Migrant workers still at great risk despite key role in global economy
According to the new International Organization for Migration (IOM) Global Migration Indicators (GMI) 2021 report, launched on Thursday, over the past decade migrants in the worldwide labour force have tripled.
IOM’s Global Migration Data Analysis Centre (GMDAC) also flagged that remittances sent home to lower and middle-income countries (LMICs) have outpaced foreign aid.
For example, remittances made up more than 25 per cent of total GDP last year in El Salvador, Lebanon, Kyrgyzstan, Tajikistan and Tonga.
As exemplified by the many roles of migrants considered ‘essential’ during the COVID-19 pandemic, the report highlights an increase in demand for their labour.
Foreign doctors account for 33 per cent of the United Kingdom’s physicians, according to the Organization for Economic Co-operation and Development (OECD) and there is an overall reliance on foreign healthcare workers in Europe and the United States.
Surge in overseas workers
There are nearly 170 million foreign workers globally, according to the latest IMO estimates – more than triple the 53 million registered in 2010.
And foreign-born workers play a growing role in the labour force, making up an estimated five per cent of today’s global workforce.
“As we celebrate International Migrants Day this week, this report stands as a clear reminder of the role migrants play in the development of their communities worldwide”, said Frank Laczko, GMDAC Director.
“But while the global economy continues to rely heavily on migrant workers, people continue to face terrible risks when they cannot access legal pathways in their search for better opportunities.”
While migration policies are difficult to measure, the data available show a trend toward limiting safe, legal migration options.
🆕 Global Competency Standards for #HealthWorkers will provide quality, culturally sensitive care to migrants and refugees, a 🔑 step towards achieving #HealthForAll, including for people on the move.👉https://t.co/W0rOzuud4Q pic.twitter.com/sZ62jr547nWHO
While 81 per cent of the countries participating in IOM’s Migration Governance Indicators (MGI) have at least one government body dedicated to border control, just 38 per cent have a defined national migration strategy, with only 31 per cent aligning it with a national economic development strategy.
“This reports highlights…the invaluable contributions migrants have in our communities and economies, and the need for concrete action to increase legal channels”, Ms. Daniels said.
Setting global standards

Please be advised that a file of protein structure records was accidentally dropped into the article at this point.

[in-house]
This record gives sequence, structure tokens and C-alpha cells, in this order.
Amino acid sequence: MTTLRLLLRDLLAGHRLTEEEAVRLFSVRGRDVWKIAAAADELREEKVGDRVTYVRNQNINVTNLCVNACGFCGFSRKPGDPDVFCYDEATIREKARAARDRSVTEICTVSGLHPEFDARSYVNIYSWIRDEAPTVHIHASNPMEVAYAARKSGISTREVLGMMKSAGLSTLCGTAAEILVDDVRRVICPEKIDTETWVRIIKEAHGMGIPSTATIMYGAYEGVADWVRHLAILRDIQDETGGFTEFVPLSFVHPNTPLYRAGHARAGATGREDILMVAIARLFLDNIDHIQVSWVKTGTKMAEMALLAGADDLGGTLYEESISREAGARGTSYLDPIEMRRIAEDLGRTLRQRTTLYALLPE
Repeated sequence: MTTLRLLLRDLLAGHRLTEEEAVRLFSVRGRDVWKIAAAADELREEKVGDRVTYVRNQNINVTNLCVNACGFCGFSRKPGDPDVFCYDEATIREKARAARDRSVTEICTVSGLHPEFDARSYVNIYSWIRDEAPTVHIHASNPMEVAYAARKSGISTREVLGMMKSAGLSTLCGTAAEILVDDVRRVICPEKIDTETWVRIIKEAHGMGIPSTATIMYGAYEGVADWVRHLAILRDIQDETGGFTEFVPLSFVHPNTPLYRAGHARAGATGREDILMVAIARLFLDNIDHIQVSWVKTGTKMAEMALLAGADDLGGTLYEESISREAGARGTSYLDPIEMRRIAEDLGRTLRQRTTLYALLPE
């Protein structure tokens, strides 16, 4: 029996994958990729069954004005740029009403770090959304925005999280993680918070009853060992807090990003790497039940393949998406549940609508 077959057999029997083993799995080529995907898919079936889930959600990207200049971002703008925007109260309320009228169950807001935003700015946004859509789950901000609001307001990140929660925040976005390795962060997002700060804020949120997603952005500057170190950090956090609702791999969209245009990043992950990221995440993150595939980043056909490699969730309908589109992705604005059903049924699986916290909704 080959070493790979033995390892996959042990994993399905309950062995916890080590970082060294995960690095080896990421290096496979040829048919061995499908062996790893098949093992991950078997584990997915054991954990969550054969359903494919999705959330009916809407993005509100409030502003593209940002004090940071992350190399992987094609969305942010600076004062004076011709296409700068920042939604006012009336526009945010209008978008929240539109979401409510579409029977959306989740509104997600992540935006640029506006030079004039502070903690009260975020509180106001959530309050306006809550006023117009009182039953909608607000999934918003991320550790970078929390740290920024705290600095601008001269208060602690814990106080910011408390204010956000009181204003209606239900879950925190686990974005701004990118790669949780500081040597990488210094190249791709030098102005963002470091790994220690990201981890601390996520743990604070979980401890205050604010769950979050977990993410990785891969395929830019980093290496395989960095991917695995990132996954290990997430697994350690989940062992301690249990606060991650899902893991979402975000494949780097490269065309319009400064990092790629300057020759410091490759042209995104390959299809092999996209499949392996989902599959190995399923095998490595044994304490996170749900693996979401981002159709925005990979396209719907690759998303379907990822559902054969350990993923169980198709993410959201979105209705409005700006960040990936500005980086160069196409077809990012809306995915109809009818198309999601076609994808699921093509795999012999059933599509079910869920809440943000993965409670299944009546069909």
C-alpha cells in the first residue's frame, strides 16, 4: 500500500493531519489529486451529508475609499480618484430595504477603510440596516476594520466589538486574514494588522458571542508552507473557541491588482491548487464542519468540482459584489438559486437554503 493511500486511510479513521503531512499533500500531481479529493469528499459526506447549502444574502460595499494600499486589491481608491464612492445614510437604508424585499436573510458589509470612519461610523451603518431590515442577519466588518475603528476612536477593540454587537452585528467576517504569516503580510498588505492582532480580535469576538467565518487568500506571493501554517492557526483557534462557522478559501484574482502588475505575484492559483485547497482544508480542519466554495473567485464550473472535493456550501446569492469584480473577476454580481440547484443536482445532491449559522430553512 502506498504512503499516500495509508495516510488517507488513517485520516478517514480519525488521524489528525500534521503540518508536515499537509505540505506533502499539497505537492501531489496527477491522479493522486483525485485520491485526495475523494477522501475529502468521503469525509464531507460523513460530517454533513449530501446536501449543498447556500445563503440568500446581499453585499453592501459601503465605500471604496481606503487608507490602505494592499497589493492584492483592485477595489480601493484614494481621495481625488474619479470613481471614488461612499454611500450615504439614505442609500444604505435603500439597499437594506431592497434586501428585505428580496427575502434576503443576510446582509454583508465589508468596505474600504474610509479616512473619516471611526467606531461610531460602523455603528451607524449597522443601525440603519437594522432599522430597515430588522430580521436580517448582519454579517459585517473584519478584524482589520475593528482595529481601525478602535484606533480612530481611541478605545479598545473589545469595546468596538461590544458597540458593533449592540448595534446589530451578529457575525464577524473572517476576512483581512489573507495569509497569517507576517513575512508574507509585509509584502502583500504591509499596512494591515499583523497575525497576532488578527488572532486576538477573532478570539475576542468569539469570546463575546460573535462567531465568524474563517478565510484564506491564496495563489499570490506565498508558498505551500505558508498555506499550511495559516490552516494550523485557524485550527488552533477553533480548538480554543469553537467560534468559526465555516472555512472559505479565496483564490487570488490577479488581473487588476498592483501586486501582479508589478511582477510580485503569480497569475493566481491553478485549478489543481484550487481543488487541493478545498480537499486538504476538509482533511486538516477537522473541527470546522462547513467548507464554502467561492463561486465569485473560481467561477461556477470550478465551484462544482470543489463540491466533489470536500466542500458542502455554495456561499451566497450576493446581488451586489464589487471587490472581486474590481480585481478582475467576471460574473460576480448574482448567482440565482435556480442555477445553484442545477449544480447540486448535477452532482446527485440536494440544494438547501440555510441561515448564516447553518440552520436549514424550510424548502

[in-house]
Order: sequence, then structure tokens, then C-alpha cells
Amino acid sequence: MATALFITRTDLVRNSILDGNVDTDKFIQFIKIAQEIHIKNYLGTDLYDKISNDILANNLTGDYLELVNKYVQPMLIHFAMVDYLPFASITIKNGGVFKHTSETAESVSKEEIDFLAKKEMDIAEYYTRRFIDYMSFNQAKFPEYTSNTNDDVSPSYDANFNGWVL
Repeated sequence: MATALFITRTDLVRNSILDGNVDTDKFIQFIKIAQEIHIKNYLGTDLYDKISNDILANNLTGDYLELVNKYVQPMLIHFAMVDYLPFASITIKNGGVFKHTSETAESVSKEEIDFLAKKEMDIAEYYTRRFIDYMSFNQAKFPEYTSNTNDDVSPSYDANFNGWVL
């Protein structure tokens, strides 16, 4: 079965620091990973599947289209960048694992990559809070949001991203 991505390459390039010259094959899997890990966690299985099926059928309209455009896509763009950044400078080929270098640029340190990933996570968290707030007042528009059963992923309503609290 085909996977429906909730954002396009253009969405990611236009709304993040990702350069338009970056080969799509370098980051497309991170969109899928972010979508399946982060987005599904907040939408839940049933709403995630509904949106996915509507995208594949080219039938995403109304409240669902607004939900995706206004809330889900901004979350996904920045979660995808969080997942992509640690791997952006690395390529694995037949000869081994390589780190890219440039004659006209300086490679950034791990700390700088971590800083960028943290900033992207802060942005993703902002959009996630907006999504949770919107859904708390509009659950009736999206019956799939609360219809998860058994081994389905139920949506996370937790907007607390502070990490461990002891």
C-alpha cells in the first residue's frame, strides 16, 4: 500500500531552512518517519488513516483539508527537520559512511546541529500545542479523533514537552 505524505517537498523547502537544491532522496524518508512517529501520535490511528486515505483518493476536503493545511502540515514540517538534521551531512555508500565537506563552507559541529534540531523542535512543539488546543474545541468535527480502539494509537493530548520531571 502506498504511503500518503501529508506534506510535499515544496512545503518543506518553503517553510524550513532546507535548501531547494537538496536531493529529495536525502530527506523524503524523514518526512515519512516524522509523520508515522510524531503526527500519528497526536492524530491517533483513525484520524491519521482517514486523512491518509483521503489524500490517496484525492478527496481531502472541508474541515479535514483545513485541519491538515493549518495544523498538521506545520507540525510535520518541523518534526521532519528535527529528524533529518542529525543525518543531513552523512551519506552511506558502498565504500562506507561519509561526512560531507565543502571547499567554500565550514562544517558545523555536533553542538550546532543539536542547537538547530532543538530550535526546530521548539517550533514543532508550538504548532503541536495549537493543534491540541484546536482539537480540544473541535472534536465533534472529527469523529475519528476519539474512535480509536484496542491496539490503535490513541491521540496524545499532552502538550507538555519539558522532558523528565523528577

Also on Thursday, the World Health Organization (WHO) published the agency’s new Global Competency Standards for refugee and migrant health services to strengthen countries’ ability to provide services to refugees and migrants by defining markers to be incorporated into health workers’ education and practices.
“While facing similar health risks to their host communities, refugees and migrants may have specific health needs and are often vulnerable to adverse health outcomes due to their mobility, living and working conditions”, said Santino Severoni, Director of the WHO Health and Migration Programme.
The health workforce has a vital role in providing inclusive services that are respectful of cultural, religious, and linguistic needs, said the UN health agency.
“Refugees and migrants face obstacles in accessing people-centred and culturally sensitive health services in both countries of transit and destination. These can include…restricted use of health services, all of which shape their interactions with the host country’s health system”, said the WHO Director.
The document is accompanied by a Curriculum Guide to support its operationalization.
The competencies can be tailored to various environments and take into consideration the requirements and constraints of local health systems as well as the characteristics of diverse refugee and migrant populations.
“2021 is the International Year of Health and Care Workers”, reminded Jim Campbell, Director of WHO’s Health Workforce Department.
“The same workers must be supported with a competency-based education, as outlined in the Standards…to take us a step closer towards universal health coverage for all populations, including for refugees and migrants”.